Yeah. And so Okay, so you said about two to three times a week for bathing. So you know, so just talking about bathing and some of the products and you said you know, think avoid ones that have like fragrant fragrances and stuff. Do you are there certain ingredients we should be looking for on the label that we should not be giving or using or any specific skincare products that we should just avoid putting on a newborn in general.

Brittany Johnson:

Usually keep it super simple. Like I was mentioning with like a wash and a lotion, preservatives, there's huge long list of what preservatives can be lifted out. So it's important to like look at that and try to find one. Without preservatives, if possible. fragrances, luckily, usually just listed as like fragrance or perfume. So it's like, easy to catch. So that's one you should look out for. And then any dyes like red, blue, things like that, when it says that on the label, you kind of want to stay away from that with the little ones.

Chrissy:

Yeah, I know. It's so hard. I feel like all of the like baby moisturizers and bath bubbles, and they smell so good. But you're like you don't want to put those chemicals on your button on your skin so important to remember.

Brittany Johnson:

Yeah, it's definitely helped with all the marketing with babies out there, too. Especially for the sensitive skin ones that like them most importantly, to be super, super gentle with.

Chrissy:

Yeah. Well, I want to talk more about Gladskin. So what would you say makes Gladskin's products so unique?

Brittany Johnson:

Yeah, so all of them are formulated with the skin's microbiome in mind, which is great. They're formulated in a lab in Europe and meet the strictest purity standards. So everything is like very gentle, we only use the most necessary ingredients, the most pure ingredients. They're free of preservatives, drying alcohols, fragrances and like other harsh ingredients. And we're the only brand that's using endolysin technology in the US can be used as frequently as needed safe for long term use, which is super, super important. For the little ones, we don't want to put them on anything ideally that they can't use long term, or can't use frequently to kind of manage symptoms. It's gentle enough for babies three months in all, which is great. It can be used anywhere externally, including like the eyelids, which is some of the most delicate skin on the body. So it's like very, very gentle. And yeah, it's the first product that actually really works in the majority of people with eczema and doesn't have the trade offs that other options might have.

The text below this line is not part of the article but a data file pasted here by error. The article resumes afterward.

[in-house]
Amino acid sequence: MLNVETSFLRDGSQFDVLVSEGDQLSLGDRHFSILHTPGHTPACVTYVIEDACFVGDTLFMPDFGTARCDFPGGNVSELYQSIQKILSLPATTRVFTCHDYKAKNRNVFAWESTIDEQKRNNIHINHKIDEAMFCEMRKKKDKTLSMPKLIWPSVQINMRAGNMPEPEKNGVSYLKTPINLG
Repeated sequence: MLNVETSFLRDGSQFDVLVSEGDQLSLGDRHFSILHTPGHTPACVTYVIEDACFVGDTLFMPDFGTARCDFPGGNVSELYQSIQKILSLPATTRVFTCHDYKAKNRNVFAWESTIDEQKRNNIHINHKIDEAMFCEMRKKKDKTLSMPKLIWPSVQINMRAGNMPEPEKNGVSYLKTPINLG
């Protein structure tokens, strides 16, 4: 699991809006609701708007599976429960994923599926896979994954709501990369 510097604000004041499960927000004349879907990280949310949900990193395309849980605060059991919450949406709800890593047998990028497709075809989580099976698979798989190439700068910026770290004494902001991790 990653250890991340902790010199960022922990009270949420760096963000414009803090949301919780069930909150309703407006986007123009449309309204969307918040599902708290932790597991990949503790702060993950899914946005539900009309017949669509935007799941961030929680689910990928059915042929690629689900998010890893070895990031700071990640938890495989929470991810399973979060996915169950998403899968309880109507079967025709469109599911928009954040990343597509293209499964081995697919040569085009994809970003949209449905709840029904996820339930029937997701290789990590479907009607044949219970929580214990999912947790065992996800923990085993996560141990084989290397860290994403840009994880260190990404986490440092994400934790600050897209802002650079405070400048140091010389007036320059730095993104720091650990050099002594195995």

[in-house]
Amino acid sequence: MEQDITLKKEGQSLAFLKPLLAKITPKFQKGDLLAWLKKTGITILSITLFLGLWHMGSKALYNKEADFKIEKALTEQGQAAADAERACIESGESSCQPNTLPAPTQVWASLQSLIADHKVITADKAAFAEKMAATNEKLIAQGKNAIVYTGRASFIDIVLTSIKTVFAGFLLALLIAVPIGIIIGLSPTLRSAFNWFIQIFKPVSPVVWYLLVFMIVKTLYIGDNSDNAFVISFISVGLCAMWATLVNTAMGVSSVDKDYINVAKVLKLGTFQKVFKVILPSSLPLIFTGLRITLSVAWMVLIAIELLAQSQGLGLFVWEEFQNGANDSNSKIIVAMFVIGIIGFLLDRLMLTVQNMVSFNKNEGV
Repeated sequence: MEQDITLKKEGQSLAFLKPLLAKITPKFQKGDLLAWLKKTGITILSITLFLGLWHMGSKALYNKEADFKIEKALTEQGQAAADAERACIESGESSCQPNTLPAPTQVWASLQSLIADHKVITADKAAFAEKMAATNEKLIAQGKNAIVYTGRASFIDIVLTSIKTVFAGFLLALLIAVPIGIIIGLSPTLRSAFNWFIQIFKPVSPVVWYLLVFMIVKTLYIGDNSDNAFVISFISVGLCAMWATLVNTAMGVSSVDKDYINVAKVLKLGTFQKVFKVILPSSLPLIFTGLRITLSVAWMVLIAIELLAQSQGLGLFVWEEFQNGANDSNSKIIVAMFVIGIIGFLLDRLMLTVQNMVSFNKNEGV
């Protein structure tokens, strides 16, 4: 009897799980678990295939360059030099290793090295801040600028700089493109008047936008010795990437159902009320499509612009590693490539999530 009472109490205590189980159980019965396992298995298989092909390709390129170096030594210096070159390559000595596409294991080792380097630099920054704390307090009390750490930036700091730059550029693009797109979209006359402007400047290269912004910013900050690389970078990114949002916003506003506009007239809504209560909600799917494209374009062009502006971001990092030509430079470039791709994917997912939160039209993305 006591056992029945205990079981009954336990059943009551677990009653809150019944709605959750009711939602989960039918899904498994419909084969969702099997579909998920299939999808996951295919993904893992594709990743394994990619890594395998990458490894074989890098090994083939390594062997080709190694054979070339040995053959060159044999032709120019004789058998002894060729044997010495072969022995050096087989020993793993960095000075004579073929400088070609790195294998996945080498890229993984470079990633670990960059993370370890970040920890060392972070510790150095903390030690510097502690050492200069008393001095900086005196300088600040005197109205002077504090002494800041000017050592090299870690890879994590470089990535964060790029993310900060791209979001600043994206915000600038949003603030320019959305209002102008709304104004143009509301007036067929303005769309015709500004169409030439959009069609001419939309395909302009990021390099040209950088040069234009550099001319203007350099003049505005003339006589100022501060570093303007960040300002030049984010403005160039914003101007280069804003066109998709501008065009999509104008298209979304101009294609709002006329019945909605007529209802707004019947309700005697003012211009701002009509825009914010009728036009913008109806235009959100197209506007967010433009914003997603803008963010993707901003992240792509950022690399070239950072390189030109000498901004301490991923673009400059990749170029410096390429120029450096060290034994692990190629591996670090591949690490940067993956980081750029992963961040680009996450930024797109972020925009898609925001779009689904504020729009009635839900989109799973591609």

Chrissy:

Yeah. Can you expand upon that? I can't I probably I'm gonna butcher this. What did you say endo leichten?

Brittany Johnson:

Endolysin technology?

Chrissy:

Yeah, that, that one

Brittany Johnson:

Yeah. So endolysins are naturally found on the skin. And it's basically the technology that we use that is doing the balancing of the skin's microbiome. So being really tough on that bad bacteria, but still allowing the good bacteria to continue to grow and thrive and all of that.

Chrissy:

Got it. Okay, that's really cool. That's really interesting. Now I learned a new word today. So can you use Gladskin products with other skincare products? And can you use them with other eczema creams that use steroids as well?

Brittany Johnson:

Yeah, so you can use them with other you can use Gladskin with other products. With our eczema cream, we recommend applying it first waiting five minutes for it to absorb and kind of do what it needs to do. And then applying anything else after. You can apply, like I mentioned other products, but we want to steer clear of those preservatives because they can disrupt the skin's microbiome. So for best results, we recommend keeping the rest of your routine preservative free, if possible, just so that you get the full effects of what bad skin is doing. And then in terms of steroids, you can absolutely use it with steroids. They work in different ways. So they won't counteract each other, which is really great. But still want to apply that Gladskin first with the five minutes and apply of steroids if necessary.